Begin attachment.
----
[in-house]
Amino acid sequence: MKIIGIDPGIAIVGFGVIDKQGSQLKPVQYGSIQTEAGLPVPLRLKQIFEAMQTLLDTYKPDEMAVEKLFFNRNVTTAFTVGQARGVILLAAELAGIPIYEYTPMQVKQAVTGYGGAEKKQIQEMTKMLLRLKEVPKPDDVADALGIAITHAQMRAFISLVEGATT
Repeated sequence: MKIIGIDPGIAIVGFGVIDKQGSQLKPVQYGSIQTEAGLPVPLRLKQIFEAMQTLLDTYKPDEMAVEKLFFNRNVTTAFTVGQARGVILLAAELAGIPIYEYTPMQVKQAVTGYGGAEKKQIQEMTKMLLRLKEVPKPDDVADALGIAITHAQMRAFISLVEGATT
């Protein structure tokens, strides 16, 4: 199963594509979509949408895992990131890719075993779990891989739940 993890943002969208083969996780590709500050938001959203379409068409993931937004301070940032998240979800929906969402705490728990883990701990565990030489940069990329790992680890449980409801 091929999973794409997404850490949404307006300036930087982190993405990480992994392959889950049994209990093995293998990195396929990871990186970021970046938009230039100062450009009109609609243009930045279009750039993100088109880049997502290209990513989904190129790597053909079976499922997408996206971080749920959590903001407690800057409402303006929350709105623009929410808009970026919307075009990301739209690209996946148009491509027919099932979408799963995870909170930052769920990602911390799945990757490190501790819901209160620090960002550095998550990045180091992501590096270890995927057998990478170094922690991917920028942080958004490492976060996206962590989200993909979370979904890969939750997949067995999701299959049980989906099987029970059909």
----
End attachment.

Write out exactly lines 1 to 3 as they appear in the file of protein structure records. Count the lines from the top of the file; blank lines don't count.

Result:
[in-house]
Amino acid sequence: MKIIGIDPGIAIVGFGVIDKQGSQLKPVQYGSIQTEAGLPVPLRLKQIFEAMQTLLDTYKPDEMAVEKLFFNRNVTTAFTVGQARGVILLAAELAGIPIYEYTPMQVKQAVTGYGGAEKKQIQEMTKMLLRLKEVPKPDDVADALGIAITHAQMRAFISLVEGATT
Repeated sequence: MKIIGIDPGIAIVGFGVIDKQGSQLKPVQYGSIQTEAGLPVPLRLKQIFEAMQTLLDTYKPDEMAVEKLFFNRNVTTAFTVGQARGVILLAAELAGIPIYEYTPMQVKQAVTGYGGAEKKQIQEMTKMLLRLKEVPKPDDVADALGIAITHAQMRAFISLVEGATT